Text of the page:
ROME is the middle section of a three part story, titled Fichi d’India, set in Florence, Rome, and Sicily, about an American composer who goes to Italy to compose an opera based on Hawthorne’s The Marble Faun.


In the late afternoon the Roman streets which have been deserted since lunch time suddenly fill with people dressed in brilliant colors. The sun, a dull red ball, sinks over St. Peters, filtering red smoky light through the streets. The cobblestones are packed with slowwalking crowds ignoring the automobiles, Vespas and bicycles, filling the air with their voices and gesticulations and creating the excitement of a warm Christmas eve. At seven the first lights start twinkling.

Stateley’s arrival in Rome in the daylight upheld his expectations. The approach by train to almost all cities shows them at their ugliest; but the rail approach to Rome from the North is through a circle of green pastoral hills. Twice and then again, ancient walls and arches break the sward; then a minimum of ugly houserears pass and suddenly the station appears. Yet, despite the beauty of this approach, Stateley’s feeling on arrival was that the possibilities of Rome would increase rather than dwindle as he stayed there.

He moved into a hotel on the Via Bocca di Leone which friends had recommended and found himself in the center of a Roman colony of Americans. But the colony was different from the one he had known in Paris. In Paris everyone lived in remote rooms and met at the same restaurants and bars; here, as soon as he walked into the lobby of the hotel he saw half a dozen people whom he knew from New York.

Stateley followed his baggage to his room, washed, came down again and joined some of his acquaintances for supper. They were acquaintances rather than friends, for although he knew who they were and what they did he could not have guessed the details of their lives. Still, he was surprised at supper by the difference of the atmosphere among them from that he had known among his friends in Paris. In Paris everyone had behaved as on a deliberate holiday and had displayed eccentricities like party dress. Here, everyone seemed leading a pedestrianly ordinary life. The casual intimacy which is bred between people away from home was touched among them with an air of indifference. They appeared to eat together because they did not want to eat alone, but Stateley had the impression that each one of them had accepted being alone in the world, and that any one of them would have considered as naive an offer of real friendship.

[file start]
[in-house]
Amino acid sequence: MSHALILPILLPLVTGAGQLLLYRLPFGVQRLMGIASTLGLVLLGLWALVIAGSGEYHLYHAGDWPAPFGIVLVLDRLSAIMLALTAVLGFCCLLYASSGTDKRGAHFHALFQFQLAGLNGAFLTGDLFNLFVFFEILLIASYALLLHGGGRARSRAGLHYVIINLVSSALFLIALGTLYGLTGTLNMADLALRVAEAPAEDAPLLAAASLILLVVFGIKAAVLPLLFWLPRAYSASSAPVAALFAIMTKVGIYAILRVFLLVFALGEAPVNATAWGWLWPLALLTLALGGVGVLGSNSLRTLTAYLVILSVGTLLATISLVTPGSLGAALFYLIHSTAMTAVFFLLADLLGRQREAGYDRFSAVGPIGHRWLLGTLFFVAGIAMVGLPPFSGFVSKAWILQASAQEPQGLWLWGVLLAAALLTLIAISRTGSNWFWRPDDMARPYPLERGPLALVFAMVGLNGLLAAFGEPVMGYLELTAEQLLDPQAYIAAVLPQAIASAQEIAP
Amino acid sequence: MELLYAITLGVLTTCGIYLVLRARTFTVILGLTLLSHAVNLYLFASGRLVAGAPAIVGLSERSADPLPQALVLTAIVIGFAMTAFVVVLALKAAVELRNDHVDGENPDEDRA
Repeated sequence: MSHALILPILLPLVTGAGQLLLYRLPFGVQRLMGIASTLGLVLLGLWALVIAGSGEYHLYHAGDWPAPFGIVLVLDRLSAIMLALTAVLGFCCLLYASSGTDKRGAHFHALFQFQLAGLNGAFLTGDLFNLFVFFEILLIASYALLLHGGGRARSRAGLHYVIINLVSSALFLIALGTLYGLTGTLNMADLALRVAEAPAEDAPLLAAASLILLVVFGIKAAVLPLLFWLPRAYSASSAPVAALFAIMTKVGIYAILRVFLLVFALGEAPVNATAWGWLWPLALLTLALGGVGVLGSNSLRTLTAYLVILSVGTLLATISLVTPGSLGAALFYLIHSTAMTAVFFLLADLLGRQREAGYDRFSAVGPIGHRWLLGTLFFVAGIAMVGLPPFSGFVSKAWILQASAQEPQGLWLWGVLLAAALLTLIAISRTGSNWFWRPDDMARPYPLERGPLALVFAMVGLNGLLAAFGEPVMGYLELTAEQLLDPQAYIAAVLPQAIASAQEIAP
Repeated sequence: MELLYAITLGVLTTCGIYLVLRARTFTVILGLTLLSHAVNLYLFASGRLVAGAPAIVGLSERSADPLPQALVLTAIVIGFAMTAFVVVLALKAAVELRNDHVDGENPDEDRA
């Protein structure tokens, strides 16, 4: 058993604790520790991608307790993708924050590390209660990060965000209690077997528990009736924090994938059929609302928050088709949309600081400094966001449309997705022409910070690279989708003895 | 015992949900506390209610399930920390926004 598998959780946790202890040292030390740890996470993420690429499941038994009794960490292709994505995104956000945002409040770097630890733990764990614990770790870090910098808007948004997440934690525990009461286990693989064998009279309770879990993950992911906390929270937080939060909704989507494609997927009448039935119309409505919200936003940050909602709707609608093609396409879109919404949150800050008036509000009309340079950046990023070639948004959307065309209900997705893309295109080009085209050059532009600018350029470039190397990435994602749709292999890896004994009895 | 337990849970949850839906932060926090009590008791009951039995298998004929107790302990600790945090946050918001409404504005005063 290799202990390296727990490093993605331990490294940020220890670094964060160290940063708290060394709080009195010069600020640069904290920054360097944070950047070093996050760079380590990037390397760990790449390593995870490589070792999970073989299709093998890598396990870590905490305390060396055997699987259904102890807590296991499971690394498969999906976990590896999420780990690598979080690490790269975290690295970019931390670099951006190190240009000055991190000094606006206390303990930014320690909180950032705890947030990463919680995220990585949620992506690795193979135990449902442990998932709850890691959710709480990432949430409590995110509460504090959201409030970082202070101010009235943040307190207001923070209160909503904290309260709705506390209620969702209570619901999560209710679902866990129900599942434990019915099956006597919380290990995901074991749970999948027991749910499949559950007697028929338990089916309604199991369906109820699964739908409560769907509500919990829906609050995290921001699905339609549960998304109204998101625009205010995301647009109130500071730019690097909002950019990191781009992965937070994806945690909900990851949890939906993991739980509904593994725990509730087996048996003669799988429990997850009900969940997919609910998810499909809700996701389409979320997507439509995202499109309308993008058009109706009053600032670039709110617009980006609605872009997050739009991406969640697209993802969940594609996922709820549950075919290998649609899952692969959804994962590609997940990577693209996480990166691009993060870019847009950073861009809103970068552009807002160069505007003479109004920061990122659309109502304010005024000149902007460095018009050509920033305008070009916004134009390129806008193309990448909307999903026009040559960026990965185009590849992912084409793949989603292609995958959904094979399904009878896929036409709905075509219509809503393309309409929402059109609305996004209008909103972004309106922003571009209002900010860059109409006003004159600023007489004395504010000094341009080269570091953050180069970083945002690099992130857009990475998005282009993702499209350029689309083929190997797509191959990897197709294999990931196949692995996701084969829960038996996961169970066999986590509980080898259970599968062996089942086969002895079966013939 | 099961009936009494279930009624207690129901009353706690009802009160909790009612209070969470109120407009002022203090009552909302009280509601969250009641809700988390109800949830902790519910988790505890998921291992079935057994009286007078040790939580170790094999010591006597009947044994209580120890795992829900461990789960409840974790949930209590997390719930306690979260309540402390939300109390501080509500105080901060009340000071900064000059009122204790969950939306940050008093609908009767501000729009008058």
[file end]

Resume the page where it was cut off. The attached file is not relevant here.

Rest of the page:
At the table were a girl photographer from a fashion magazine, a writer, an ex-dancer and his wife, a painter and several other people more identifiable by their aimlessness in life than by the labels they had chosen to give their aimlessness. When the meal was over they went together to the bar on the corner and drank a coffee, standing at the small marble counter. Then it was taken for granted that they would part and each go his own way, as though they were people who worked in the same neighborhood and met for lunch. How each one could have a self-sufficient center to his life in so transient an existence, Stateley did not understand. But he was too exhausted to question his ignorance. He returned to the hotel and soon, despite the step and scrape of feet passing along the pavement beneath his window, he was asleep.